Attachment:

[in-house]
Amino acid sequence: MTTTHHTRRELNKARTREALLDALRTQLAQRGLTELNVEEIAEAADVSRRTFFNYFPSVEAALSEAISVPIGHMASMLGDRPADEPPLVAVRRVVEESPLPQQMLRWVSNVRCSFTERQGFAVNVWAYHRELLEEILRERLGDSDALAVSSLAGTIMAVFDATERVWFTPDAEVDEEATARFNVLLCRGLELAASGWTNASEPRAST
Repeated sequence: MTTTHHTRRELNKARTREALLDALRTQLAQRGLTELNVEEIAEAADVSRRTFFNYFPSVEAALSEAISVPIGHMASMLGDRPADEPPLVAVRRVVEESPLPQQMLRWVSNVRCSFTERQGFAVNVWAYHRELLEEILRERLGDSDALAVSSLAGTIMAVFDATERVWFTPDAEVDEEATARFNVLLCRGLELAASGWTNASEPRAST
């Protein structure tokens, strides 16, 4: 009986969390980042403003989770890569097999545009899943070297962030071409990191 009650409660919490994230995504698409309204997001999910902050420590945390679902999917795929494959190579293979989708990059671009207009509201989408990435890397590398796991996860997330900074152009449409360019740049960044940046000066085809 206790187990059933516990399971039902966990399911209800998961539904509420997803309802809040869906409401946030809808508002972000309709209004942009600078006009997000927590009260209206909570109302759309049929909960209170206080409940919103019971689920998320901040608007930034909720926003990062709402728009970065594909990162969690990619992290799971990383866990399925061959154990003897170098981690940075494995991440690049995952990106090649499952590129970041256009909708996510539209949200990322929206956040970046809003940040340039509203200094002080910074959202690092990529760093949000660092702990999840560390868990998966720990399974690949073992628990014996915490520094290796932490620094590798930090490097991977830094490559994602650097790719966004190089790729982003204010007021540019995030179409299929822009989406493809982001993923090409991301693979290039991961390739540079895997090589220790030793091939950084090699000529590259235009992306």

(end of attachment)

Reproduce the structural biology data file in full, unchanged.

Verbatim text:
[in-house]
Amino acid sequence: MTTTHHTRRELNKARTREALLDALRTQLAQRGLTELNVEEIAEAADVSRRTFFNYFPSVEAALSEAISVPIGHMASMLGDRPADEPPLVAVRRVVEESPLPQQMLRWVSNVRCSFTERQGFAVNVWAYHRELLEEILRERLGDSDALAVSSLAGTIMAVFDATERVWFTPDAEVDEEATARFNVLLCRGLELAASGWTNASEPRAST
Repeated sequence: MTTTHHTRRELNKARTREALLDALRTQLAQRGLTELNVEEIAEAADVSRRTFFNYFPSVEAALSEAISVPIGHMASMLGDRPADEPPLVAVRRVVEESPLPQQMLRWVSNVRCSFTERQGFAVNVWAYHRELLEEILRERLGDSDALAVSSLAGTIMAVFDATERVWFTPDAEVDEEATARFNVLLCRGLELAASGWTNASEPRAST
């Protein structure tokens, strides 16, 4: 009986969390980042403003989770890569097999545009899943070297962030071409990191 009650409660919490994230995504698409309204997001999910902050420590945390679902999917795929494959190579293979989708990059671009207009509201989408990435890397590398796991996860997330900074152009449409360019740049960044940046000066085809 206790187990059933516990399971039902966990399911209800998961539904509420997803309802809040869906409401946030809808508002972000309709209004942009600078006009997000927590009260209206909570109302759309049929909960209170206080409940919103019971689920998320901040608007930034909720926003990062709402728009970065594909990162969690990619992290799971990383866990399925061959154990003897170098981690940075494995991440690049995952990106090649499952590129970041256009909708996510539209949200990322929206956040970046809003940040340039509203200094002080910074959202690092990529760093949000660092702990999840560390868990998966720990399974690949073992628990014996915490520094290796932490620094590798930090490097991977830094490559994602650097790719966004190089790729982003204010007021540019995030179409299929822009989406493809982001993923090409991301693979290039991961390739540079895997090589220790030793091939950084090699000529590259235009992306």